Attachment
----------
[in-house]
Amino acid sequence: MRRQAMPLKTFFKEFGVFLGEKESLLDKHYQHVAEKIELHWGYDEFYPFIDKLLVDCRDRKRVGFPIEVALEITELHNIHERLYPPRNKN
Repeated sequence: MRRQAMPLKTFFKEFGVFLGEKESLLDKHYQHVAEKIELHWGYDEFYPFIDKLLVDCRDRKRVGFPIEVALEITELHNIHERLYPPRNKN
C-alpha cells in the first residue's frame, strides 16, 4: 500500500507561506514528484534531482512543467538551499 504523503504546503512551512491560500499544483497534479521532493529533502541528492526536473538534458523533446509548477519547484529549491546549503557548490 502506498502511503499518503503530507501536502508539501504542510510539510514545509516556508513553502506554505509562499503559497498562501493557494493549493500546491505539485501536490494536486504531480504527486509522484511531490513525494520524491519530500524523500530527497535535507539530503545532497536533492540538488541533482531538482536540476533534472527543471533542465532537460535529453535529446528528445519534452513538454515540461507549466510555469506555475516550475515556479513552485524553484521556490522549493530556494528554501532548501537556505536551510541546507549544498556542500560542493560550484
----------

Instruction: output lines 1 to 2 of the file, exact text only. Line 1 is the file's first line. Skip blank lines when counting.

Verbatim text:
[in-house]
Amino acid sequence: MRRQAMPLKTFFKEFGVFLGEKESLLDKHYQHVAEKIELHWGYDEFYPFIDKLLVDCRDRKRVGFPIEVALEITELHNIHERLYPPRNKN